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Roma Finance predicts the death knell for small landlords


Roma Finance, the specialist bridging finance and development lender, reports that the private rental sector of the future will be dominated by larger institutional landlords.



Roma Finance predicts the death knell for small landlords

Roma Finance, the specialist bridging finance and development lender, reports that the private rental sector of the future will be dominated by larger institutional landlords as the number of hobbyist landlords decreases.

Landlords are evolving in many different ways, from the legal structure of their holdings, the make-up of their portfolios, the quality requirements they will have to adhere to and the way they will finance properties going forward.

Roma is already seeing more and more landlords using limited companies to maximise tax efficiencies on their investments and this is set to continue. Those landlords with fewer than five properties will disappear as the cost of managing their properties and keeping up with ever-changing legislation will prove to be prohibitive.

However, with the number of landlords reducing this won’t affect the number of buy to let properties available for rent, but extra administration costs could ultimately increase the rents charged to tenants.

An area of concern is the impact of the new HMO regulations coming into force on 1st October, whereby the number of storeys will be removed from the definition and minimum room sizes come into force. Those landlords with one or two storey HMOs will be subject to mandatory licencing requirements by their local council. It is estimated that in the UK this will affect an extra 177,000 properties. We expect that there will be some casualties in terms of compliance with the new HMO rules and there are likely to be a period of adjustment in the shared facilities housing sector, for example in London some landlords are moving into Airbnb letting instead.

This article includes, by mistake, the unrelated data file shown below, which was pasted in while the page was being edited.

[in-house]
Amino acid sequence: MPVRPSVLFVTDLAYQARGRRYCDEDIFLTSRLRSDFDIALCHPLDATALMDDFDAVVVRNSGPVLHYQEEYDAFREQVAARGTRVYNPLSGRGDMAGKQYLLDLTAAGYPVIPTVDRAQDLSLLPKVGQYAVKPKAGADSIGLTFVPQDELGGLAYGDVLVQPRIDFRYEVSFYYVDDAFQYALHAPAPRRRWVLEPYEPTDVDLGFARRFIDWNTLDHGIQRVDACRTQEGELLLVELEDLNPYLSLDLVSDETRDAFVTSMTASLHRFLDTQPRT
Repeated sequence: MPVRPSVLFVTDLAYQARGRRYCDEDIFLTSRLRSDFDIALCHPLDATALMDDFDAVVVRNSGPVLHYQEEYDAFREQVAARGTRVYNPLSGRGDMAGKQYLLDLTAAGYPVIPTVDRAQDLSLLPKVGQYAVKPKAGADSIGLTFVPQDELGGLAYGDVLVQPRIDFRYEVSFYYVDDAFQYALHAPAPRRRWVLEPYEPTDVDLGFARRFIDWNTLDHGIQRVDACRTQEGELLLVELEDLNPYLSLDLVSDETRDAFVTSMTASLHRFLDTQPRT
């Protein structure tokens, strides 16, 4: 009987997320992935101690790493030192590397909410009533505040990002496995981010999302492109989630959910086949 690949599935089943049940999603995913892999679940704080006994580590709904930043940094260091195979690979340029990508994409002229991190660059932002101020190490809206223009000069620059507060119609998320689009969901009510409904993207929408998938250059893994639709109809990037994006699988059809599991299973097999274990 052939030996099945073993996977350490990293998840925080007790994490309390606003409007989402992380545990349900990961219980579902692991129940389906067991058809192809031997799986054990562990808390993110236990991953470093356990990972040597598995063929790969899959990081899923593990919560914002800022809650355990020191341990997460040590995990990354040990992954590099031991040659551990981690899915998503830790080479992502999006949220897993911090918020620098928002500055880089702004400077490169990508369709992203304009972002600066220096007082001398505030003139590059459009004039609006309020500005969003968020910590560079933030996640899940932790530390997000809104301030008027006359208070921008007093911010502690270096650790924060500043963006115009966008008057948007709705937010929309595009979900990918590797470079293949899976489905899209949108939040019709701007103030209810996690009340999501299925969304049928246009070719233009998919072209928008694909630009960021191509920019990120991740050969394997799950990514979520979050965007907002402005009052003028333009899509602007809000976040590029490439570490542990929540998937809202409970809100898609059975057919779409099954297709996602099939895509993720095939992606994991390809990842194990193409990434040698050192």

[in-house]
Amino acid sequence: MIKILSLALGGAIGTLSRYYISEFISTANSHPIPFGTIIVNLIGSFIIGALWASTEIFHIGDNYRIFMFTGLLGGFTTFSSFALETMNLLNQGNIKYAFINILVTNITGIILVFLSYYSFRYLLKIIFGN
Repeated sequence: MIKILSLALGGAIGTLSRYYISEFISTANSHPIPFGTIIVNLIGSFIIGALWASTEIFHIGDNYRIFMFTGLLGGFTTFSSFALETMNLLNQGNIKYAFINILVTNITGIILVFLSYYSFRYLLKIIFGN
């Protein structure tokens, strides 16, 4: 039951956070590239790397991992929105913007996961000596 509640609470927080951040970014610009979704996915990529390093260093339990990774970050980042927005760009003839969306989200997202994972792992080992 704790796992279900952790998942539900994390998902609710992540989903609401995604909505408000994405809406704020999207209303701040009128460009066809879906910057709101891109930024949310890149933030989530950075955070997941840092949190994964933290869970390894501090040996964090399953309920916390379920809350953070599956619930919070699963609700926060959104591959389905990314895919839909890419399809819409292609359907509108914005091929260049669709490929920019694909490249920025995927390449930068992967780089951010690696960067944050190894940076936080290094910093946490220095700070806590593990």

"Clearly a barrage of regulation and legislation is moulding a new breed of landlords. The days of the hobbyist landlord are numbered."
Scott Marshall



The new EPC ratings which came into force on 1st April mean that rental properties need to be rated as E or above, those rated F and G can’t be let to new tenants or have tenancies extended. 

This provides bridging lenders with a new opportunity to back professional landlords to acquire ‘un-rentable’ properties with a view to improving their EPC rating, which in turn will make them eligible for longer term buy to let mortgages.

With the new legislation on room sizes and EPC efficiencies, there is also the argument that once the market has settled, the benefits to tenants will be seen, as ultimately the aim of the legislation is to drive up the quality of rental stock for tenants.

From a lending perspective, we will see new product types to cope, more individual considerations on portfolios, with more lenders opting for unique or tailored rates and criteria for each transaction. There are big opportunities for innovative lenders willing to look at how they can provide funding for more complex cases and update their underwriting requirements to take the new legislation requirements into account, while at the same time maintain service standards.

Scott Marshall, managing director of Roma Finance, commented: “Clearly a barrage of regulation and legislation is moulding a new breed of landlords. The days of the hobbyist landlord are numbered as the upkeep and management of rental properties becomes more onerous. The private rental sector is due for another shake up in 2018, and beyond, and only the larger players will be able to cope, as they can benefit from their scale of operation.  With the HMO rules coming into force in October, maybe more affordable housing is needed more than ever as an alternative.

“However, as a lender we’re still experiencing a high level of finance demand for rental property, and in the wider market there are many product updates being introduced as lenders seek to adjust criteria to keep pace with a changing market. But it seems clear that the future will be driven by professional landlords rather than the armchair investors of the past.”




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